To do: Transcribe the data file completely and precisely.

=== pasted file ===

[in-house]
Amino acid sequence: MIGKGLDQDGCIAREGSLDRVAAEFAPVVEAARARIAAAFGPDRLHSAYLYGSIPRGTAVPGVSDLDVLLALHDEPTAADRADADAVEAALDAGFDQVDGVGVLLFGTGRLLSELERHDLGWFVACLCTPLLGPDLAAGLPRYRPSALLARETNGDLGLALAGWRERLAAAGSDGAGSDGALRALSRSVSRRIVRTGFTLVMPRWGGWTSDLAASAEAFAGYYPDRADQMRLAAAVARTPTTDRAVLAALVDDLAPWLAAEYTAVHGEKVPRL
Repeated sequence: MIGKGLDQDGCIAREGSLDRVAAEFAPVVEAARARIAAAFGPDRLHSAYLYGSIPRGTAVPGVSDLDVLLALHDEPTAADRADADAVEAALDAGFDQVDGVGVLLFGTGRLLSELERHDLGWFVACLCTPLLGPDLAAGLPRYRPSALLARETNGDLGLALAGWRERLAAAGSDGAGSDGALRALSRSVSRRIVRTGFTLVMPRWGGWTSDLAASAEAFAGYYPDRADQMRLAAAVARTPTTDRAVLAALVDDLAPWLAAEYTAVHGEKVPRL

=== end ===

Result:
[in-house]
Amino acid sequence: MIGKGLDQDGCIAREGSLDRVAAEFAPVVEAARARIAAAFGPDRLHSAYLYGSIPRGTAVPGVSDLDVLLALHDEPTAADRADADAVEAALDAGFDQVDGVGVLLFGTGRLLSELERHDLGWFVACLCTPLLGPDLAAGLPRYRPSALLARETNGDLGLALAGWRERLAAAGSDGAGSDGALRALSRSVSRRIVRTGFTLVMPRWGGWTSDLAASAEAFAGYYPDRADQMRLAAAVARTPTTDRAVLAALVDDLAPWLAAEYTAVHGEKVPRL
Repeated sequence: MIGKGLDQDGCIAREGSLDRVAAEFAPVVEAARARIAAAFGPDRLHSAYLYGSIPRGTAVPGVSDLDVLLALHDEPTAADRADADAVEAALDAGFDQVDGVGVLLFGTGRLLSELERHDLGWFVACLCTPLLGPDLAAGLPRYRPSALLARETNGDLGLALAGWRERLAAAGSDGAGSDGALRALSRSVSRRIVRTGFTLVMPRWGGWTSDLAASAEAFAGYYPDRADQMRLAAAVARTPTTDRAVLAALVDDLAPWLAAEYTAVHGEKVPRL